MLB Draft – Picks No. 9-16

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Tigers selected high school RHP Jacob Turner with the ninth pick in the draft.
Turner has a quality fastball that shows up in the mid-90s at times,
but his slider is soft and he doesn’t have much of a changeup yet. The
upside is there, but he seems like a reach in the top 10.

Nationals selected Stanford RHP Drew Storen with the 10th pick in the 2009 draft.
The Nats weren’t going to go for another big upside guy at No. 10, not
when they’re going to have to spend so much of Stephen Strasburg.
Storen is an excellent relief prospect, and the Nationals figure to
bring him along that way, though he does have the stuff to start. His
low-90s fastball and big-breaking slider could make him a closer, and
like Strasburg, he could contribute next year.

Rockies selected LHP Tyler Matzek with the 11th overall pick in the draft.
On talent alone, Matzek looked like the top high school pitcher
available. His bonus demands, however, caused some to shy away. If the
Rockies can get him signed, they’ll have made one of the best picks of
the first round. Matzek throws 91-94 mph, and both his curve and slider
are potential strikeout pitches.

Royals chose RHP Aaron Crow with the 12th pick in the 2009 draft.
Crow, a Missouri product, was drafted ninth overall last year. His
bonus demands remain quite high or else he might have went in the top
five this time around. Crow has a strong fastball-slider combination,
and reports indicate that his changeup has improved over the last year.
He could develop into a second or third starter.

Athletics selected USC shortstop Grant Green with the 13th pick in the draft.
The A’s may well have gone with Mike Leake if he was still sitting
there, but Green provides solid value as well. He could possess 15- or
20-homer power down the line. He doesn’t have terrific range at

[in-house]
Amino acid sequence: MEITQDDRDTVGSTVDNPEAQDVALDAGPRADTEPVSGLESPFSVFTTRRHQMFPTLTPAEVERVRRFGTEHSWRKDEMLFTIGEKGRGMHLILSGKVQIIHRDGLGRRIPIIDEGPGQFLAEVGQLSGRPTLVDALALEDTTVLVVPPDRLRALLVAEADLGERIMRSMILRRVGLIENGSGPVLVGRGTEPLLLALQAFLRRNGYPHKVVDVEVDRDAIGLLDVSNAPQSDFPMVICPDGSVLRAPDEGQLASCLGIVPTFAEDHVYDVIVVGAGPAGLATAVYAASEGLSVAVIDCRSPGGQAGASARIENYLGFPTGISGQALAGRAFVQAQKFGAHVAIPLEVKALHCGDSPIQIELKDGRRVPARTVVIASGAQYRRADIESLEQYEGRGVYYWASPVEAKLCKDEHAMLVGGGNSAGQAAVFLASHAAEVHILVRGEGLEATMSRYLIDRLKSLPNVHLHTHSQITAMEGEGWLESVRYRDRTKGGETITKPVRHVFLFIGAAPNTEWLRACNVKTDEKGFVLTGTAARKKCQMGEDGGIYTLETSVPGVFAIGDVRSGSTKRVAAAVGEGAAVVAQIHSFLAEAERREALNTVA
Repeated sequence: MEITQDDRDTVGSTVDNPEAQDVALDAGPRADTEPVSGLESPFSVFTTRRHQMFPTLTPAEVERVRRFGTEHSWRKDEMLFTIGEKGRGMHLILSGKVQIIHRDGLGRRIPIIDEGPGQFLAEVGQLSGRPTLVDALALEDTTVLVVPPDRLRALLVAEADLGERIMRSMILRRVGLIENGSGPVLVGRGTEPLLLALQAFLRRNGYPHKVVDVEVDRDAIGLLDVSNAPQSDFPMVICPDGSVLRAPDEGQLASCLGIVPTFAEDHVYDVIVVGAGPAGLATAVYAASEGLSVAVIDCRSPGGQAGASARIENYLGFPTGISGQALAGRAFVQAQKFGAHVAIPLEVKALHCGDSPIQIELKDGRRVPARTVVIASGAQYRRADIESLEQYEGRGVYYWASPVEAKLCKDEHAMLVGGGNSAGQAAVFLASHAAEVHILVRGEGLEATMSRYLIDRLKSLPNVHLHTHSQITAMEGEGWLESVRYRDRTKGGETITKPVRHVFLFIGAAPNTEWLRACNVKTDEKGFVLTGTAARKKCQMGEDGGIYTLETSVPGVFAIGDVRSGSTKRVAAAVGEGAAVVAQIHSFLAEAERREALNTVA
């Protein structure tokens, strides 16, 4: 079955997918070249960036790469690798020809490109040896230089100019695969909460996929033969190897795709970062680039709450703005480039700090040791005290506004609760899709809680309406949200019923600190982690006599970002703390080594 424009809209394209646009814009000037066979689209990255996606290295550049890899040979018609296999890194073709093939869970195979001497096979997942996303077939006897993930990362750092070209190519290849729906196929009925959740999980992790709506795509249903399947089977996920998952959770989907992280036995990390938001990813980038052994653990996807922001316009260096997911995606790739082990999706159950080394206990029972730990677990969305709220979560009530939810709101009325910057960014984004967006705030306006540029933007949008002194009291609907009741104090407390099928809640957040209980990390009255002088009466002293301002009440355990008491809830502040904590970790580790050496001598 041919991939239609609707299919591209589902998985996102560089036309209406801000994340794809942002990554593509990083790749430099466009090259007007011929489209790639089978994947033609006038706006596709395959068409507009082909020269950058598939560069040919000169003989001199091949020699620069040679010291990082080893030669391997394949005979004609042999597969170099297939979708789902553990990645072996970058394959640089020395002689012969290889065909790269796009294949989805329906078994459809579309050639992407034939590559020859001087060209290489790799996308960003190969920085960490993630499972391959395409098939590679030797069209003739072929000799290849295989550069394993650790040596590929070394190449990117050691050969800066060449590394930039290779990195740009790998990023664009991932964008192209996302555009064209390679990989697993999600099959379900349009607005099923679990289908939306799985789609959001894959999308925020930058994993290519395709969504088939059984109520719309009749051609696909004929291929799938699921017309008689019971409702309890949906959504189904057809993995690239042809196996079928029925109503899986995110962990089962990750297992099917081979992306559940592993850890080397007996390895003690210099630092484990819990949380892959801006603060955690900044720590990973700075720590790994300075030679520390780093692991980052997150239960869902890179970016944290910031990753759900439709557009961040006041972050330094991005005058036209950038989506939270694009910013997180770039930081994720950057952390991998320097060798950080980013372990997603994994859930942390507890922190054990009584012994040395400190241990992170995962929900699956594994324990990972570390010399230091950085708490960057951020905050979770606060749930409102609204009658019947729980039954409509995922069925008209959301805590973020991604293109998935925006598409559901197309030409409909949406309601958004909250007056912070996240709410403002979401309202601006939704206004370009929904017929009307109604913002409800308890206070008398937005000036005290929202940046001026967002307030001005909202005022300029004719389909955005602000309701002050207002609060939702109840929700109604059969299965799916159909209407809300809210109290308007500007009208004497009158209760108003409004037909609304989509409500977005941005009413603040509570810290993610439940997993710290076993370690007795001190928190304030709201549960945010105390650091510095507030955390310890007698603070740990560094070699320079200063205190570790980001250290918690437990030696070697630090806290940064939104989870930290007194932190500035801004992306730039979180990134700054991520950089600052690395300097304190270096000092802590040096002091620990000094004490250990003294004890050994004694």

shortstop, but he should be able to stay there, which is very important
with the A’s loaded with potential second basemen. His bat probably
wouldn’t play particularly well at third.

Rangers chose high school LHP Matthew Purke with the 14th pick.
Purke has a very good fastball for a left-hander, and both his changeup
and curveball project as major league pitches. If his arm holds up, he
has No. 2 starter potential. However, he looks like even more of an
injury risk than the typical high school pitcher.

Indians selected North Carolina RHP Alex White with the 15th pick.
White generates some sinking action on his 89-93 mph fastball and has a
quality slider, but with no useful third pitch and only adequate
command, he’s not as far as long as one would expect from a college
pitcher drafted in the first round. He probably won’t help next year.

Diamondbacks selected high school third baseman Bobby Borchering with the 16th pick in the draft.
The Twins were thought to want Borchering, a switch-hitter with
potential 25-homer power. If he were a legitimate third baseman, he
could have gone in the top 10. Unfortunately, he’s probably going to
need to move to first base.

The Cubs clinch World Series berth with NLCS Game 6 win

CHICAGO, IL - OCTOBER 22:  The Chicago Cubs celebrate defeating the Los Angeles Dodgers 5-0 in game six of the National League Championship Series to advance to the World Series against the Cleveland Indians at Wrigley Field on October 22, 2016 in Chicago, Illinois.  (Photo by Dylan Buell/Getty Images)
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After 71 years, the Cubs are headed back to the Fall Classic.